Wayne County residents celebrated the 10th anniversary of the Paramount Theatre with dance, music and food Friday evening.

The event started with a reception at the Terrace Room then moved to the Paramount for local talent, as well as Goldsboro native Velton Ray Bunch, who now lives and works in Los Angeles.

"I wanted to come back to Goldsboro because I grew up here," he said. "I still feel like I'm from Goldsboro. When people ask me where I'm from, I never say Los Angeles, I always say Goldsboro. I love it here, I really do. I just never really feel like I've left."

The film and TV music composer left Goldsboro at about age 22. At first he focused on song writing and record production, then got into film and TV scoring -- and became hooked on it.

He won an Emmy for his musical score for "Star Trek: Enterprise" in 2005. He's also written music for "Quantum Leap," "JAG," "Star Trek," "Hill Street Blues" and "The Pretender." Movies he's scored include "Flight 93," "Faith of Our Fathers," "Little Richard" and "Silent Witness."

For the gala, Bunch planned to do a lot of pieces of music from the movies and TV series he's worked on.

"But mostly what I'm going to do is tell the stories for each piece of music, how we got there," he said. "If you know what the story is behind a piece of music, it makes it more interesting."

To conclude the gala, Bunch planned to perform a special song he wrote titled "Back to Goldsboro."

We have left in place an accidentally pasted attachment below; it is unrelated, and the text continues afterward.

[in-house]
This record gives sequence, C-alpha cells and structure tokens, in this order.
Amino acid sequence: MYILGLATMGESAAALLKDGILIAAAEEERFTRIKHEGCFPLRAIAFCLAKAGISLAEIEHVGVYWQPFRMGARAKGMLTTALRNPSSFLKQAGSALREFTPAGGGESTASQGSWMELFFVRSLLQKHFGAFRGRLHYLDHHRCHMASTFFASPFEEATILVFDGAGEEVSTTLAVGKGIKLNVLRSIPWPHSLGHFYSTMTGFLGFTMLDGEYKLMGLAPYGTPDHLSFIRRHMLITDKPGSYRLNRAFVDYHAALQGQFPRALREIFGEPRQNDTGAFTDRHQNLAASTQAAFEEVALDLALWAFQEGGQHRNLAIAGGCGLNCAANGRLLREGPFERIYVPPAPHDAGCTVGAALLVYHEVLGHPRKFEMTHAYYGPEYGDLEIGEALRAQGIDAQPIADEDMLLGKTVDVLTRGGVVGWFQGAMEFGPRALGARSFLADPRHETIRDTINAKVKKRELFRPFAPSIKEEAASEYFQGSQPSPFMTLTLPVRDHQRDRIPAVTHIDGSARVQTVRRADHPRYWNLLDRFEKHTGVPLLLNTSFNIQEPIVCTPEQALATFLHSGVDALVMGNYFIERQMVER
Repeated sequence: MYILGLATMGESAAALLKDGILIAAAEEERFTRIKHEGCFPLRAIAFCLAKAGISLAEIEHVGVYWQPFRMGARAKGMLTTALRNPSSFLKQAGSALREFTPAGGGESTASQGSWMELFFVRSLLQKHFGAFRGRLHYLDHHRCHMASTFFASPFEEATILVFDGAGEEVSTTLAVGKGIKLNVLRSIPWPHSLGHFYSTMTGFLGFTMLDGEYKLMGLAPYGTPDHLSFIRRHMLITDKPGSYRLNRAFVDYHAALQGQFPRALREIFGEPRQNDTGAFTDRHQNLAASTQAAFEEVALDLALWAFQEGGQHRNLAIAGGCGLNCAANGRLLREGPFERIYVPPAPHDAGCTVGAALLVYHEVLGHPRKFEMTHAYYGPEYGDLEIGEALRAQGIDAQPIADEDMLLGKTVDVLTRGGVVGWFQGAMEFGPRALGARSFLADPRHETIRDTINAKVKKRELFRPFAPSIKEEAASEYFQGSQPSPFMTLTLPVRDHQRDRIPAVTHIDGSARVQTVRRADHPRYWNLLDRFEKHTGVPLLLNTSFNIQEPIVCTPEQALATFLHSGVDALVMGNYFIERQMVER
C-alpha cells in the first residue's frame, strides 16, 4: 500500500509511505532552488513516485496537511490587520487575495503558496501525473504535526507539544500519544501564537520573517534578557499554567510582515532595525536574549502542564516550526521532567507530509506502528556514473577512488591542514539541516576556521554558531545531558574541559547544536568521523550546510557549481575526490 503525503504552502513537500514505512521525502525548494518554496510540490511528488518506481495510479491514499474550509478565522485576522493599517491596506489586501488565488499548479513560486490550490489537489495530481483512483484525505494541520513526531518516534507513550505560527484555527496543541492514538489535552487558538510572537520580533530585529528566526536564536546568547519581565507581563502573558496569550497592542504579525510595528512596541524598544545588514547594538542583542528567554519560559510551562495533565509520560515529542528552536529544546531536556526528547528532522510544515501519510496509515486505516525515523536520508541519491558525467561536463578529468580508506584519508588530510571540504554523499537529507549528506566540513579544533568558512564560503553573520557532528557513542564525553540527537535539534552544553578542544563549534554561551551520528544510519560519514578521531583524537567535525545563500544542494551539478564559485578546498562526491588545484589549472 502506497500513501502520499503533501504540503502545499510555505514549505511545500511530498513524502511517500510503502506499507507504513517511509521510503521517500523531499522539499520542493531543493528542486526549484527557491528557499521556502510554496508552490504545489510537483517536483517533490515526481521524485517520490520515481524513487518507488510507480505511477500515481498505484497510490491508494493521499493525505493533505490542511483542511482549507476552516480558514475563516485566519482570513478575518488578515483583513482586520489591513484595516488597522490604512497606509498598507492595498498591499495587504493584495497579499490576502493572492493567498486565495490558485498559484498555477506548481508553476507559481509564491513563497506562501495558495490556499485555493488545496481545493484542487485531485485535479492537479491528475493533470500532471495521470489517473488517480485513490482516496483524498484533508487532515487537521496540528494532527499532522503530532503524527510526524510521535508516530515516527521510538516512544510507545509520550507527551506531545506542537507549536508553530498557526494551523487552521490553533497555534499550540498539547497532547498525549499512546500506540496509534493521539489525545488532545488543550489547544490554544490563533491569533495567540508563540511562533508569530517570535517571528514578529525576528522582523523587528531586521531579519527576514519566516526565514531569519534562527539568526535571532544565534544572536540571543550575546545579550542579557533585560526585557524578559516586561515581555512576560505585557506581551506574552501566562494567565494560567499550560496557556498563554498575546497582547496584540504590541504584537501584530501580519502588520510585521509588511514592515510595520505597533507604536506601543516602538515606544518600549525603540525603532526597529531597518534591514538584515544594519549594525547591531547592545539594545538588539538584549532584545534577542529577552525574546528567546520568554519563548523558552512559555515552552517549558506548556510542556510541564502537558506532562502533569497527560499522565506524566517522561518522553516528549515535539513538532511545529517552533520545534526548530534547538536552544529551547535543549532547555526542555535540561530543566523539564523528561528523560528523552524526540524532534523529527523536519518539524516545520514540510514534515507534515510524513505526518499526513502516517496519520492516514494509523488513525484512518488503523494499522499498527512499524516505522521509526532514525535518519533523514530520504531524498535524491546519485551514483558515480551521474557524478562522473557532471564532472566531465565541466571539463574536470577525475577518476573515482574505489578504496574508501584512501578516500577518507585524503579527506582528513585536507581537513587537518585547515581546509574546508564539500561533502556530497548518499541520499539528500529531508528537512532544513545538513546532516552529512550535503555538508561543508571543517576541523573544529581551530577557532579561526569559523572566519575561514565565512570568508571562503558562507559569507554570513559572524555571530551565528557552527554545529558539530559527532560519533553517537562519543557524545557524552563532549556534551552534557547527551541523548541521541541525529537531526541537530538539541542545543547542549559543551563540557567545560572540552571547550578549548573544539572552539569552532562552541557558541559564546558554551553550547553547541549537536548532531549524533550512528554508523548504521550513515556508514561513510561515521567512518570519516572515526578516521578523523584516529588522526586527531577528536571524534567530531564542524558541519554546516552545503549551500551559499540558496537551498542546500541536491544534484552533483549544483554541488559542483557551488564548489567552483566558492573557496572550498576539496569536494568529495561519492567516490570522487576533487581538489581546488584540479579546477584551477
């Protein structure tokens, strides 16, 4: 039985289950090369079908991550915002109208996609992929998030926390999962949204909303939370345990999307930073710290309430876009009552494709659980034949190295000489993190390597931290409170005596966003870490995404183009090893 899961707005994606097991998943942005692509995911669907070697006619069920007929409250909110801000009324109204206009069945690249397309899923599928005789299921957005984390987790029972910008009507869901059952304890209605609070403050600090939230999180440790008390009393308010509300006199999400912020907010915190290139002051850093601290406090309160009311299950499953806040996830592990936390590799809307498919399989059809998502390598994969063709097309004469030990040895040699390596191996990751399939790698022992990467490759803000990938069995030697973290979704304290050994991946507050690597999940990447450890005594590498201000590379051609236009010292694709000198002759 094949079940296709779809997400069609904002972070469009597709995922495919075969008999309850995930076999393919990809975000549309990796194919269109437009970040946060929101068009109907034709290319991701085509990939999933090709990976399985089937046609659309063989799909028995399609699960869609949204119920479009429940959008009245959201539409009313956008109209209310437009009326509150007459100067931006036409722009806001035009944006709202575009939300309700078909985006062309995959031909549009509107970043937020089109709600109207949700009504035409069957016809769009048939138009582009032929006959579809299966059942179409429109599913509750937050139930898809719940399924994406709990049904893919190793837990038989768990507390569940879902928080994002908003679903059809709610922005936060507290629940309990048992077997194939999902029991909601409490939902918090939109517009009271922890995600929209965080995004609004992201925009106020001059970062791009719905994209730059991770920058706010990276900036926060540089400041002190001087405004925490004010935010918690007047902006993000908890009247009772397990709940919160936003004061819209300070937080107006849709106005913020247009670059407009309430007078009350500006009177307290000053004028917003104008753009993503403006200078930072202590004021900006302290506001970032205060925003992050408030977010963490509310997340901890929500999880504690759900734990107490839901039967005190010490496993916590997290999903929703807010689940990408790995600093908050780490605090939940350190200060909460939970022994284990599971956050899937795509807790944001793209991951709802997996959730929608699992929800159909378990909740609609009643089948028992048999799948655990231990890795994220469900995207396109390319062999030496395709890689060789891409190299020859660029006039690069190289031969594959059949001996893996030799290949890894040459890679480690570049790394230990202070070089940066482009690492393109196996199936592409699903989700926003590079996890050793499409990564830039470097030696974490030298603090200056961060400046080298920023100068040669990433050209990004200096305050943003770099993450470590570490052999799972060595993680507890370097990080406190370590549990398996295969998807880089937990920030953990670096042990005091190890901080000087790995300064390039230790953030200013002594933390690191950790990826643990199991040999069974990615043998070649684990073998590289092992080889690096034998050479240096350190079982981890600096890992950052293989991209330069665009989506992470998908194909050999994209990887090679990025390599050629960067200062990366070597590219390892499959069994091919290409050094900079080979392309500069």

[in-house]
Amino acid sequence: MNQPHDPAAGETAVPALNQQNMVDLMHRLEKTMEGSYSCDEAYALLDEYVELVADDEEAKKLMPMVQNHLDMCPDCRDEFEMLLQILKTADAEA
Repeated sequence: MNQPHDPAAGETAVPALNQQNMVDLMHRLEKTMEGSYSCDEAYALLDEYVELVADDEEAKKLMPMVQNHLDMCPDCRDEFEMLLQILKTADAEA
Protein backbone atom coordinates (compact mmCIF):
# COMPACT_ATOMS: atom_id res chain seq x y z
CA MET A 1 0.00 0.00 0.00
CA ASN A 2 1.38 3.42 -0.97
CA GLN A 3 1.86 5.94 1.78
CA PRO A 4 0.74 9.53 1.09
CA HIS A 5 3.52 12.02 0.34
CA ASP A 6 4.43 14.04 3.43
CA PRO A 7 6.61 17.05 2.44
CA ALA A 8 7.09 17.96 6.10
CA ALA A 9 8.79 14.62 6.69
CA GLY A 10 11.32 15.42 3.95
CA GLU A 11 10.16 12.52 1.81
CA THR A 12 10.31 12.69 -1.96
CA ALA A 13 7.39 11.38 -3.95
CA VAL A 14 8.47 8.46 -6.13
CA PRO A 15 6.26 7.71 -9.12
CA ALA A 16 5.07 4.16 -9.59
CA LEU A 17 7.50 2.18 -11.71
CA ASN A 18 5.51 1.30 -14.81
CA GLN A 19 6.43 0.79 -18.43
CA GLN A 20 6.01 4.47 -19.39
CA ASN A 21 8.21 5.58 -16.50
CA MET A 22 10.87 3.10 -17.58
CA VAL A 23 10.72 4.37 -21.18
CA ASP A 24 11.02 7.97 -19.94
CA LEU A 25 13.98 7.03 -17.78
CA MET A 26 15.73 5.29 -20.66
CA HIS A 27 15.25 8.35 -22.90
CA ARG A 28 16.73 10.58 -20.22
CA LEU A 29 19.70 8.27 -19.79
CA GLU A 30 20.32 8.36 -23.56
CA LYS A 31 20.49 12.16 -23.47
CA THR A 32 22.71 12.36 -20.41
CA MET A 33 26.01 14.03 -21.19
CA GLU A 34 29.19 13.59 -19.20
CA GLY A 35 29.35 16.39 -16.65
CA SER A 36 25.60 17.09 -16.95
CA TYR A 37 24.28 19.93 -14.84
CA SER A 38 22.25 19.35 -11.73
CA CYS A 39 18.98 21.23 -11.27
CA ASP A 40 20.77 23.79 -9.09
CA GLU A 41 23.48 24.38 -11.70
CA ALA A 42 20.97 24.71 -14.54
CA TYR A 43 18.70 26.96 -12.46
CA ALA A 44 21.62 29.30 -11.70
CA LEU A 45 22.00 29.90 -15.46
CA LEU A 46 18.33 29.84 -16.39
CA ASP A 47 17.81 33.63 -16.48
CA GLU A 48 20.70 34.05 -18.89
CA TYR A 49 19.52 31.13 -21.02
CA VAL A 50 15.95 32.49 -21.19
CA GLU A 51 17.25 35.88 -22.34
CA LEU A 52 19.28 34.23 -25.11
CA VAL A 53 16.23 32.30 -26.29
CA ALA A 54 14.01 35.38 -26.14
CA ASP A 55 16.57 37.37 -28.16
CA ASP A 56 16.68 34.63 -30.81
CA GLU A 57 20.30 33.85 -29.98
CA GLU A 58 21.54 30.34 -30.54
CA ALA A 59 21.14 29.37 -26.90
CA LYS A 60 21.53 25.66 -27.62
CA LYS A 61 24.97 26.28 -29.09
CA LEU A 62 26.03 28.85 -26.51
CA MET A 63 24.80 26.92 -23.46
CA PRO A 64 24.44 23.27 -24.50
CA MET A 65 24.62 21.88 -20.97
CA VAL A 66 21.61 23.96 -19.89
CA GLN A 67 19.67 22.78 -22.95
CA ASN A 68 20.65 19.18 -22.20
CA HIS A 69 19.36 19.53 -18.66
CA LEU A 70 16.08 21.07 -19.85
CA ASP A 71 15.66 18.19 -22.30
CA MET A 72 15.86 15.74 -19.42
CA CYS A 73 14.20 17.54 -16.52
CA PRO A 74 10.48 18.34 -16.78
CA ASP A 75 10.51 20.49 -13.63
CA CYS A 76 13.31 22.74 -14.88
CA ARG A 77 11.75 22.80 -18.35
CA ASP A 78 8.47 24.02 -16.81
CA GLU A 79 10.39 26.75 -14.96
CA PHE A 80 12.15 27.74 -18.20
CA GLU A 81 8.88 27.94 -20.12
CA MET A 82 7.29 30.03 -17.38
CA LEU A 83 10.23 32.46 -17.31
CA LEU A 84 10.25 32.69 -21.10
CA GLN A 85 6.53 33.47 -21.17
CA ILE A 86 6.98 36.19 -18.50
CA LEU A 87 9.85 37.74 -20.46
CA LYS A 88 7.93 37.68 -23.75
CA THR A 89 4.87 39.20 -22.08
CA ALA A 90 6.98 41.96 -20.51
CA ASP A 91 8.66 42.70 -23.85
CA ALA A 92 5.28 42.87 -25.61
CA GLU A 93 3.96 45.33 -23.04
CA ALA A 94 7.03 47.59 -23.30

Local performers included members of StageStruck doing "Kiss the Girl" from its upcoming production of "The Little Mermaid," Artistic Dance Academy with "Toxic" and Desiree Autrey's Academy of Performing Arts with "If You're Reading This."

Also performing were members of Center Stage Theatre with a skit they wrote titled "Pie Partners" and the Malpass Brothers with Daniel and Samantha Casey.

Al King, who was mayor of Goldsboro when the Paramount Theatre burned down in 2005, commended David Weil for playing such a significant role in rebuilding the theater.

"Before we rebuilt it after it burned down, I'd be in board meetings where people would come in and say we didn't need to waste money on the Paramount Theatre," King said. "When it was announced we were contemplating doing that, at board meetings, people would show up saying we don't need it. I finally told them one night that we were going to rebuild the Paramount, so get over it and help us do that. David pitched in, and the rest is history."

King said the Paramount Theatre is absolutely needed here.

"Not only do we show movies here often, but the theater was rented over 200 days out of a year," he said. "So do we need a theater here? You betcha we do. If you check the statistics, they will show that it was worth the effort we put into it. I'm so proud of it."

Attending the Gala was Kalilah Misheaux, a local business owner.

"I came because I just support downtown," she said. "The Paramount Theatre has been pivotal to my enjoying my seven years here in Goldsboro. I like the plays and programs. I think they're doing an amazing job."

She said the Paramount is essential for the growth of the community and as a way to offer a variety of entertainment for the people of the community.

Rob Jett estimates that he has attended performances at the Paramount 40 to 50 times over the past 10 years.

"It's a beautiful venue," he said. "It really goes with the new main street downtown."

He said the theater is a place where a lot of people can do a lot of things, whether it's a solo act, a comedy troupe or dancers.